by Kirby Gann
Brooklyn, New York:  Ig Publishing
286 pp.; $15.95
By Katherine Dalton
Entire contents copyright © 2012 by Katherine Dalton. All rights reserved.
Some reviewers have described Kirby Gann’s new novel as “hillbilly noir.” In doing so they have given his publisher a useful two-word summary to use with booksellers – and it is certainly true that Ghosting is a dark mystery set in the harsh economy of rural drug-running. 
But “hillbilly noir” implies that Ghosting is genre fiction, when it is not. It is much better than that, and offers more than the typical genre novel’s thinness of character and overemphasis on plot. If this is a murder mystery, it is one set on its head, with no clear answers as to whodunit or even what was done. Like any good novel, Ghosting is driven by character, and the main lesson for all of its principal actors is the discovery of everything they will never know. It is a beautifully imagined book.
The story opens with a flight through an old abandoned seminary that feels like a dream – a flight in which the game-legged central character, Cole, is left behind. Described as “an obedient and guileless spirit adrift from all familiars,” he spends the rest of the novel trying to catch up with his half-brother, Fleece, who has disappeared with the proceeds of a large marijuana buy. No one admits to knowing where he has gone, or if he is alive or dead. Cole makes it his mission to find out.
In doing so, he becomes a mule for the same syndicate his brother worked for, a pothead-innocent in a dangerous game; and he soon finds himself so implicated and bloody-handed that there can be no turning back, whether he discovers the fate of his brother or not. 
Kirby Gann (real name:  Kirkby Gann Tittle) grew up in the Beuchel neighborhood of Louisville, and there is plenty of Kentucky in this novel, from the landscape and the aphorisms to some of the state’s better-known oddities. One character has the blue skin of methemoglobinemia, made famous by the Fugate family of the Red River Gorge area. 
Now the managing editor of Sarabande Books in Louisville, Gann is the author of two earlier novels, The Barbarian Parade and Our Napoleon in Rags, and with Kristin Herbert co-edited the anthology A Fine Excess.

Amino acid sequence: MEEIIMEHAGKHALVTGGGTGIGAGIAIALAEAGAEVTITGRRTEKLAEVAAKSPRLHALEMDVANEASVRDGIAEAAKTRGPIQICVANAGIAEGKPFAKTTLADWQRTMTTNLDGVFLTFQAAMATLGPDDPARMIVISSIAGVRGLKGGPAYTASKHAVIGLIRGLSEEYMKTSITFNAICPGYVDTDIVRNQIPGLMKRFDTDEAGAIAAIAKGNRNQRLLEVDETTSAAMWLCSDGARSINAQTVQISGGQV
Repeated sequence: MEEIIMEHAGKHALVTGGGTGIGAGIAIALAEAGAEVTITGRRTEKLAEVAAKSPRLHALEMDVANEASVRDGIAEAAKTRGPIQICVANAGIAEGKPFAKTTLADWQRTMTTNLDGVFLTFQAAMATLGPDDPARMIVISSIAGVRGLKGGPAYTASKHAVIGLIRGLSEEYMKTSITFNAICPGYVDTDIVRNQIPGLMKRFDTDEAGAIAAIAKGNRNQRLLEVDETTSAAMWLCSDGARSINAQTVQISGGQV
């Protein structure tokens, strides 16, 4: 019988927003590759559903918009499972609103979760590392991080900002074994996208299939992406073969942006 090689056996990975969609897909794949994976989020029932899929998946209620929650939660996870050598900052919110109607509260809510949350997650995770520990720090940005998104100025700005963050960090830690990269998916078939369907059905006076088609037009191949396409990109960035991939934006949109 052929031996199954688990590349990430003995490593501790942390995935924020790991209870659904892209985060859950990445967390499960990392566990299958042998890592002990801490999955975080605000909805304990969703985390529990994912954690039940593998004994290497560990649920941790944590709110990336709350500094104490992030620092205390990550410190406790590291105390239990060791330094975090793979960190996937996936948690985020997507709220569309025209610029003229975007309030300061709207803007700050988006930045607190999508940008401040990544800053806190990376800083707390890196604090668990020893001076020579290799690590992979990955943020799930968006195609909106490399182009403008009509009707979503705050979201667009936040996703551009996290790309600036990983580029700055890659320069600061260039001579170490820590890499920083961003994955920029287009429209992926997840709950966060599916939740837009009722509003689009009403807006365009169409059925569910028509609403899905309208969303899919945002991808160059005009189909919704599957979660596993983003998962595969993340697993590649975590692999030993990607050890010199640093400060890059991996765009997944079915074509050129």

When he was a teenager, he spent a memorable night at the old St. Thomas Seminary off Brownsboro Road, being chased and shot at by the caretaker – a piece of his life he drew on for a short story that later became this novel. 
Some of the characters quickly got too big for a short story, he says – particularly his aging and ailing drug supplier Mister Gruel, with all his “cheerful viciousness”; Cole’s pill-addicted mother, Lyda Skaggs; and the preacher of Abundance Gospel, Brother Gil Ponder.
Gann says he knew from the start that the book would have some mystery to it, but he didn’t want to write a typical murder story. He wanted to take another tack. “The idea was, how do you make it new? To me that’s what you’re always doing as a writer, on any project. We’re so far into the history of literature that pretty much all stories are taken, all genres are taken, and now it seems you can play with those genres with the idea of how do you renew it.”
Hence this story, which centers around a disappearance that may or may not be a death, in which Cole stumbles over clues that may or may not clarify his brother’s disappearance, and finds patterns that may or may not really be there. 
One of the virtues of the book is the way Gann expresses the thoughts of his characters through what he calls a “heightened language.” While this language may not be plausibly realistic (would the inarticulate Cole really think this clearly?), it greatly enriches the book.
Gann is a lover of Dostoevsky, and points out that while we know Dostoevsky was a Christian, he gave his nihilistic, anti-Christian characters “just as much space. He didn’t come out and say, ‘These people are wrong,’ but he tried to dramatize by their actions what can go wrong by going this route as opposed to another route.
I think moral ambiguity within a character is more true to life, because no one is all good or all bad,” Gann says. He wanted to give all his characters “their due. I tried to understand where they were coming from, why they might make the decisions they’ve made and be okay with it.”
There is an unreadable torture scene in this book, lewdness and plenty of tough subject matter. But while many writers chronicle the down-and-out in a way that is as degrading for the reader as it is for the characters, Gann has written a story that is ultimately transcendent. 
Nothing is clearly solved, nothing is finally resolved, and nothing is morally paid for in full by this varied group of characters who have their limitations, terrible weaknesses and cruelties. But there is love in this book as well. And if love fuels a lot of the misery of this story, it also transcends that misery and makes the misery potentially worthwhile. Cole longs for his brother, and we care about Cole because he does, even as that love sends him lower and lower into a pit where finally we lose sight of him.  
Ghosting is a tragedy in the classical sense of the word:  a story of men and women imprisoned by the fecklessness and blindness of their own flaws, who are caught up in disaster due to factors both beyond and within their control, but whose humanity makes them worth caring about. And by the end of the book, the reader has walked in the shoes of all these people long enough to understand them in a way that is necessarily the beginning of charity.